The story that held JFS spell­bound

The Jewish Chronicle - - EDUCATION - BY SI­MON ROCKER

HUN­DREDS OF JFS pupils rolled into the hall on a ti­dal wave of chat­ter. But within min­utes they were sit­ting in rapt si­lence, eyes fixed on the woman at the piano be­fore them.

They were at­tend­ing one of the three back-to-per­for­mances at the school last Fri­day morn­ing of The Pia

nist of Willes­den Green, Mona Go­labek’s drama­ti­sa­tion of her mother Lisa Jura’s flight to Lon­don from Nazi-oc­cu­pied Vi­enna on the Kin­der­trans­port.

The Amer­i­can pi­anist has per­formed her one-woman show to 250,000 school­child­ren in the USA. But JFS was the first Bri­tish school to see it.

Among the au­di­ence was a small group of sixth-for­m­ers from three lo­cal schools, whose pres­ence re­flects a more con­certed ef­fort at outreach by JFS. The pre­vi­ous week around a hun­dred year-10 stu­dents from nine Brent schools at­tended an all-day sem­i­nar at JFS for Holo­caust Me­mo­rial Day.

Be­fore the per­for­mance, the vis­i­tors from other schools were given an hour-long class on the back­ground to the Kin­der­trans­port from JFS his­tory teach­ers Susie Fox and Jen­nie Je­breel.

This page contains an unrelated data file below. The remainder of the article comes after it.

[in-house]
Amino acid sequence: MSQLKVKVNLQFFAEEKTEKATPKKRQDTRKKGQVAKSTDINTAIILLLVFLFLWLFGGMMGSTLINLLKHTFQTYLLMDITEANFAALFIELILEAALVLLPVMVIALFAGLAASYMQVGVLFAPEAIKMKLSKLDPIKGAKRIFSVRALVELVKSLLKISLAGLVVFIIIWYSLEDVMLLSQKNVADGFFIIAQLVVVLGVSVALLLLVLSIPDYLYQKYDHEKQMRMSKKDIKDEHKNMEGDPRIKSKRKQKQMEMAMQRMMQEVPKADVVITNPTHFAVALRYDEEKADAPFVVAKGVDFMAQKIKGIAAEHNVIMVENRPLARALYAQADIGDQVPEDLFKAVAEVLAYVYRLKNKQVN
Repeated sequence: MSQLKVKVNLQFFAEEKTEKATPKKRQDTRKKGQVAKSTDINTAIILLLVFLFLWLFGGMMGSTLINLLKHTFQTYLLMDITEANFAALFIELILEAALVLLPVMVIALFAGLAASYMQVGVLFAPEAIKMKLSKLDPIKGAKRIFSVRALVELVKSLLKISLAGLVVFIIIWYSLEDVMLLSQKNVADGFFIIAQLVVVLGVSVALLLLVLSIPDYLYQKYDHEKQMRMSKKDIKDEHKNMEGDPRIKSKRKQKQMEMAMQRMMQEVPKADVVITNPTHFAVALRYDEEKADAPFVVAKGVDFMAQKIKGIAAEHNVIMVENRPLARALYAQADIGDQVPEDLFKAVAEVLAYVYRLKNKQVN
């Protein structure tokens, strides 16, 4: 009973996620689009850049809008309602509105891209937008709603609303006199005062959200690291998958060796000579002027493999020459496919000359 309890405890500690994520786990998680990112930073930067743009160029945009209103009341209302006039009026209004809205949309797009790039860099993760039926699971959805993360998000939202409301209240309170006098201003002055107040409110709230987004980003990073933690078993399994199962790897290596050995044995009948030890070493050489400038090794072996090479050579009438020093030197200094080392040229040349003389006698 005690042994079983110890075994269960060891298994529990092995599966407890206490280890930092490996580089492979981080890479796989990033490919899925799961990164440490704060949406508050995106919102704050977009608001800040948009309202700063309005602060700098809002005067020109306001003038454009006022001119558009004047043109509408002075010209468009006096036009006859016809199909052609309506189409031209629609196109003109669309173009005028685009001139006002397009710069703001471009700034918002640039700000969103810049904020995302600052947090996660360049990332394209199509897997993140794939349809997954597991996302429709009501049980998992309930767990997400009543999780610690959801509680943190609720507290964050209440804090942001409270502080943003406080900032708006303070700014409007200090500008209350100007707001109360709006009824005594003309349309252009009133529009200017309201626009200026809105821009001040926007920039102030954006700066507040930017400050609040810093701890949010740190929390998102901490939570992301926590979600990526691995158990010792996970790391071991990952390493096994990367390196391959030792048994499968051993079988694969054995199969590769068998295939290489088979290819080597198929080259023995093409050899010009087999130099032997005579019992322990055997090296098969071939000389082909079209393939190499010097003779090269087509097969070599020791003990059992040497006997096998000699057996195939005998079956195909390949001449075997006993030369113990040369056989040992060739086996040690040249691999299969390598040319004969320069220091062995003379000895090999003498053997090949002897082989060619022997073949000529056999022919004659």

It cov­ered not only the story of the young Jewish refugees brought to Bri­tain but how the mem­ory of Kin­der­trans­port has sub­se­quently in­spired oth­ers to act — such as Jewish so­cial ac­tivist Nick Sch­lag­man, whose cam­paign raised £200,000 last year for Syr- ian child refugees. “In­di­vid­ual ac­tions do make a big dif­fer­ence,” Mrs Fox said.

As ev­ery ed­u­ca­tor knows, one per­sonal story, pow­er­fully told, can make more im­pact than a text­book full of facts. And Mona Go­labek’s tale, which uses some of the clas­si­cal pieces her mother loved to play as an emo­tional back­drop, left its mark on JFS’s guests.

Hi­jab-wear­ing Aye­sha said, “It re­ally touched the heart. The mes­sage con­veyed is so rel­e­vant in so­ci­ety with what’s go­ing on in the Middle East.”

“I have no words,” said Gui, “I’m speech­less.” Jack Todd, a his­tory teacher from Crest Acad­emy in Neas­den, said, “it speaks in an ac­ces­si­ble and pow­er­ful way. It should be seen as widely as pos­si­ble.”

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